Black Community in the Mental Health Field (My Experience)

Even though more people of color have been entering the clinical psychology/counseling field it is still predominantly white. In all of my classes I am one of few people of color. Sometimes it’s rough being the only black person or one of few, its kind of feels like I do not belong in the field or like I am in the wrong place. That’s why I am glad when I meet another black graduate student or professional in the field who welcomes me. I have met only a few black people in the field but every time there is a sense of automatic solidarity and understanding. Within minutes we talk about why we entered the field, our past/current work/accomplishments, and our struggles of being in a predominantly white field and feeling like we don’t belong. There is genuine excitement and support from people who I just met. I can see the excitement in their eyes when we talk about our visions/goals and find commonalities. I also sense their passion, which is so motivating and reminder that it’s not only me here.

Normally I am a person who do not typically open up to people quickly, I selectively pick what I tell people. When I first meet people, I am usually quiet and shy. For some reason, during these encounters, I feel safe enough to talk and reveal more about myself. There is a genuine bonding and exchanging of positive energy. Receiving genuine support without people trying to use me, steal my ideas, or dim my life is always a great feeling. There are also amazing learning experiences. So far, I have received so much helpful information I never knew I needed. It feels great to be welcomed to a community so quickly and to be forming connections. We also sometimes hang out causally so it’s not like we only work or talk about schoolwork. These sincere encounters affirm why I am in this field, not only to help future clients with their mental and emotional well-being but also to connect with other people like me in the field to normalize black people being in the clinical psychology/counseling field and to normalized therapy in the black community.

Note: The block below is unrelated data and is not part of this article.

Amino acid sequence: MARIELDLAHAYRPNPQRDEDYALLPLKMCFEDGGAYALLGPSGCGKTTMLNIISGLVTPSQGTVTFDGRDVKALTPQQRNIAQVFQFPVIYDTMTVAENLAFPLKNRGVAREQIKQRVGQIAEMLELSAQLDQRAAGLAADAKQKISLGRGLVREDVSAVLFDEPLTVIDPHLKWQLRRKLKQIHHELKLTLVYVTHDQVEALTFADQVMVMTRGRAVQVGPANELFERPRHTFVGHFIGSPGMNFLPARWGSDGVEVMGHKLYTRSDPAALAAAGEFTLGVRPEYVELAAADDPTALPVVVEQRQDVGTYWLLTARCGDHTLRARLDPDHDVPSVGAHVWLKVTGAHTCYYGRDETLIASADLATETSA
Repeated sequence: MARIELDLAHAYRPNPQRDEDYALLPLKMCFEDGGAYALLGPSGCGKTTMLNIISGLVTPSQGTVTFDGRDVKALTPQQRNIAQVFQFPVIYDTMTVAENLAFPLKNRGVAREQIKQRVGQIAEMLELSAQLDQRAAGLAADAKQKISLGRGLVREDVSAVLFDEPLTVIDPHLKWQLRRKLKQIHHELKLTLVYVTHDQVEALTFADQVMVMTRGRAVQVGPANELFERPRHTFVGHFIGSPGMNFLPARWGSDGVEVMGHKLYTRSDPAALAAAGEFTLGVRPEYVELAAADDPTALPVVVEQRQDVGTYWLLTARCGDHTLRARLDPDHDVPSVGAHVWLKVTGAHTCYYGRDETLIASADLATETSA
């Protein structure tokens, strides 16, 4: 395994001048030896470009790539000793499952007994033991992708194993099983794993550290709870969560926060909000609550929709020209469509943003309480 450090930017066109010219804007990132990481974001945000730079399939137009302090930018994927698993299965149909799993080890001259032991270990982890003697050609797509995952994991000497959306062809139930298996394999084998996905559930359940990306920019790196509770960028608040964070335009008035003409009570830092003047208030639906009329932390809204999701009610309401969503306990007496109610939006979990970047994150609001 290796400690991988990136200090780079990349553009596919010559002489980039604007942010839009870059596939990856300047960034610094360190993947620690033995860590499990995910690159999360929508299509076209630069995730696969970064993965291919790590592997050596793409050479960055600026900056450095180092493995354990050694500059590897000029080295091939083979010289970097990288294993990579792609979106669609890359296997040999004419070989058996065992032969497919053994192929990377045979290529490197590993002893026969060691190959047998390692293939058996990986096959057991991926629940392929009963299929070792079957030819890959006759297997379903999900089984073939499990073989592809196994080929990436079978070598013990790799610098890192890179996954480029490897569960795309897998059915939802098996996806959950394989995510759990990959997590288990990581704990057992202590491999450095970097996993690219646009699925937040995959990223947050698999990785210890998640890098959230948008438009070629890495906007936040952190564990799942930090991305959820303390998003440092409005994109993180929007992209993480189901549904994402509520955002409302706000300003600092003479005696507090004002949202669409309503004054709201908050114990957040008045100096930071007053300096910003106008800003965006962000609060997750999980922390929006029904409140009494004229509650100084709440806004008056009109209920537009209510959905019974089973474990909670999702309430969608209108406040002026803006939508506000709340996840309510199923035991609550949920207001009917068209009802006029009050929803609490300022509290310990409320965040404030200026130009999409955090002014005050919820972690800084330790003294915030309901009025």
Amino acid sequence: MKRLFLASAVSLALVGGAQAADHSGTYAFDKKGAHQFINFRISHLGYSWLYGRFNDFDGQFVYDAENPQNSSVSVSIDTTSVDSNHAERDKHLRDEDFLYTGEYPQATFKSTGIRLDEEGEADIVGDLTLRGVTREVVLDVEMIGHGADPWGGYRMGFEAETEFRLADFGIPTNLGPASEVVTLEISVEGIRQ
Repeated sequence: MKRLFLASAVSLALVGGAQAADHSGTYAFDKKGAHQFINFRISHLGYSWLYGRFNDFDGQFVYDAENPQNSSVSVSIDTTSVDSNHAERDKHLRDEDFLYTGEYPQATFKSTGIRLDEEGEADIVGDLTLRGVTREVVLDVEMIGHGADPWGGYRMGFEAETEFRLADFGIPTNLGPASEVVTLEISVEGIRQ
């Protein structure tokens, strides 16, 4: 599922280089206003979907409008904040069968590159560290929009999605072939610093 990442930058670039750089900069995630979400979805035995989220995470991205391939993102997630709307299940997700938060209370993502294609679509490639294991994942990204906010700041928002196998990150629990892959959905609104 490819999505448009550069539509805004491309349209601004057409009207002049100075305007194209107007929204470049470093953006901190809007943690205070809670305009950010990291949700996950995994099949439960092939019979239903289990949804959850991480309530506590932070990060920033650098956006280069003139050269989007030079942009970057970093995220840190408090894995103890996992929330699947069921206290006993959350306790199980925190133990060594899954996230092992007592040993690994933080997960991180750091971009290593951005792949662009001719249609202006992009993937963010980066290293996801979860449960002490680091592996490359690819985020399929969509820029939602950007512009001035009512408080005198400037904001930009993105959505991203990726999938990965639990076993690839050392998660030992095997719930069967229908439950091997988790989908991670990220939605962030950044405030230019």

Sidenote: So far all of my experiences have been positive. There is a possibility that I could have some negative experiences in the future. If they do occur, I plan to not let them get to me and focusing on the good experiences.

Time to Focus on You:

What types of connections are you making in your field and/or life with other people?

Photo by Rawpixel on Unsplash

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12 thoughts on “Black Community in the Mental Health Field (My Experience)”

  1. Interesting post… I never realized the mental health field was predominately white. Then again despite my mental health history, I don’t have a whole lot of experience actually seeking professional counsel in a formal setting.

    Liked by 1 person

  2. I recently heard an interview on NPR by a black woman in your field who talked about how 1) access to care and 2) the ability of white counselors to effectively assist the black community were key motivators for her. I wish I could remember her name. I’d never thought about those aspects but could relate, in a way, due to being raised in a sub-culture where mental health was not discussed and counseling considered “not an option.” I think its gotten better over the years, but there is still so much to do to make it “ok” to pursue mental health support, and to improve access and service. Thanks to you for entering this field and writing about it!

    Liked by 1 person

    1. Thank you for reading! 😄 if you remember her name, let me know. Yea there has been great improvements and still more work to be done/being done

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  3. I thought you post was very intriguing. I’m not in the mental health field myself and the closest I can do anything near mental health would be counseling for my son who has ADHD. I do feel there are a lot of fields in which there are predominantly white people. But that’s been the testimony for along time. Black people have to work harder sometimes to prove themselves or sometimes they tend to shy away in their field because they feel less than because of their skin color and their surrounded by others who are not their color. But we have to break the mold and pour ourselves into every side of the fence. My husband has been the only black person in his job arena for quite some time and the youngest. But he has not let it change him. You gift will make room for you in any field no matter your color. I just feel that when we look at things and draw out the color factor we may lose sight or some great opportunities. I loved your article and that you shared you experience I hope that you don’t encounter the frustration or bad experience that you think you might encounter.

    Liked by 1 person

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